As Villanovans, we are often encouraged to “Ignite Change” and embody Mahatma Gandhi's renowned words of wisdom, “Be the change you wish to see in the world.”
Villanova University is proud to support its determined, passionate and well-rounded students in their academic and future endeavors wherever their paths may lead. Traditions like the St. Thomas of Villanova Day of Service and Martin Luther King, Jr. Day of Service guide new and returning students alike to ignite positive change on Villanova’s campus, in Philadelphia and in surrounding communities.
Matthew Clarkin, a Junior from Morristown, New Jersey, epitomizes the passionate and articulate college student. Clarkin, a Political Science Major and Irish Studies Minor, continues to ignite change within the Villanova community. As a Class Senator in Villanova’s Student Government Association (SGA), a member of the Freshman Orientation staff, and a member of Blue Key Society, Clarkin is committed to “make change on a small and large level,” encouraging Villanovans to find their voice not only on campus, but also in local politics. Passionate about helping others voice their opinion, Clarkin advises Villanova students to register to vote.
This past year, Clarkin, along with other members of SGA, was able to create a new special committee on Student Voter Empowerment within SGA, Let’s Vote Nova. Although Clarkin and other members began spreading the word only two weeks ago, Let’s Vote Nova has become a significant presence here on campus. The organization’s mission, as explained by Clarkin, is to “keep students engaged with the local community” and help them find their voice in local politics, as well as registering to vote during their four years at Villanova.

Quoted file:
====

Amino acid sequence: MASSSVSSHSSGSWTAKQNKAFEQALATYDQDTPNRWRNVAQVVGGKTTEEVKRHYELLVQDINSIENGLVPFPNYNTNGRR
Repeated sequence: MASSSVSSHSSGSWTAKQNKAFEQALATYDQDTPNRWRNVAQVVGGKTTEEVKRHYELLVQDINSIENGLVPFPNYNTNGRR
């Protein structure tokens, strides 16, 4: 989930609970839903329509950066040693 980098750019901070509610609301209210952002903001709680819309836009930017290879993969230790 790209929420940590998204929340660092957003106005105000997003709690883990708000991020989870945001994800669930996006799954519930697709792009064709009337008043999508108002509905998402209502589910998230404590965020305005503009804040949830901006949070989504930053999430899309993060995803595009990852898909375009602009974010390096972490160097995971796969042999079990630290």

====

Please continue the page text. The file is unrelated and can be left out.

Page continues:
As I interviewed Clarkin, I was able to participate in door knocking, a volunteer opportunity that involves speaking with students in residence halls and encouraging them to register to vote online. Clarkin also passed out informative papers to students that included an explanation of the importance of their role in local politics and a step-by-step process of how they can register to vote online.
Clarkin is an inspiration to all who meet him. His positive attitude and dedication to Let’s Vote Nova and politics is simply contagious. In just five years, Clarkin plans to live in Washington D.C., work for the United States Government, and possibly run for Congress.
When asked what he would like to say to Villanova students, Clarkin emphasized the importance of being “curious about what’s going on in local elections because they control our day to day life here on campus.” Clarkin wants students to feel comfortable engaging with the local community and volunteering for Let’s Vote Nova.
As Clarkin remarks, “Register, participate in local politics, and vote, Villanova!”